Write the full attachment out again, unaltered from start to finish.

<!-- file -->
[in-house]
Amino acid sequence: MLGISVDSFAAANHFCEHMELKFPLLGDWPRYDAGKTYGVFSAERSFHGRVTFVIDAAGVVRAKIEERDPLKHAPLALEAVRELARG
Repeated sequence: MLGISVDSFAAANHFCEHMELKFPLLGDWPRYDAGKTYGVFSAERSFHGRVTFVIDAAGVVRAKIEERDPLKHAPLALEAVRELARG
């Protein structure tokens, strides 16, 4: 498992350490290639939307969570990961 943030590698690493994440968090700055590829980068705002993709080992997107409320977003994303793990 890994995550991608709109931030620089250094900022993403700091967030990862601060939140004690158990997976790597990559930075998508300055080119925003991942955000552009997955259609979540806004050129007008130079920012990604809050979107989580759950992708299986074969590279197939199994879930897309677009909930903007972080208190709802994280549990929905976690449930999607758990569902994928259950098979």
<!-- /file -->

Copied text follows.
[in-house]
Amino acid sequence: MLGISVDSFAAANHFCEHMELKFPLLGDWPRYDAGKTYGVFSAERSFHGRVTFVIDAAGVVRAKIEERDPLKHAPLALEAVRELARG
Repeated sequence: MLGISVDSFAAANHFCEHMELKFPLLGDWPRYDAGKTYGVFSAERSFHGRVTFVIDAAGVVRAKIEERDPLKHAPLALEAVRELARG
């Protein structure tokens, strides 16, 4: 498992350490290639939307969570990961 943030590698690493994440968090700055590829980068705002993709080992997107409320977003994303793990 890994995550991608709109931030620089250094900022993403700091967030990862601060939140004690158990997976790597990559930075998508300055080119925003991942955000552009997955259609979540806004050129007008130079920012990604809050979107989580759950992708299986074969590279197939199994879930897309677009909930903007972080208190709802994280549990929905976690449930999607758990569902994928259950098979």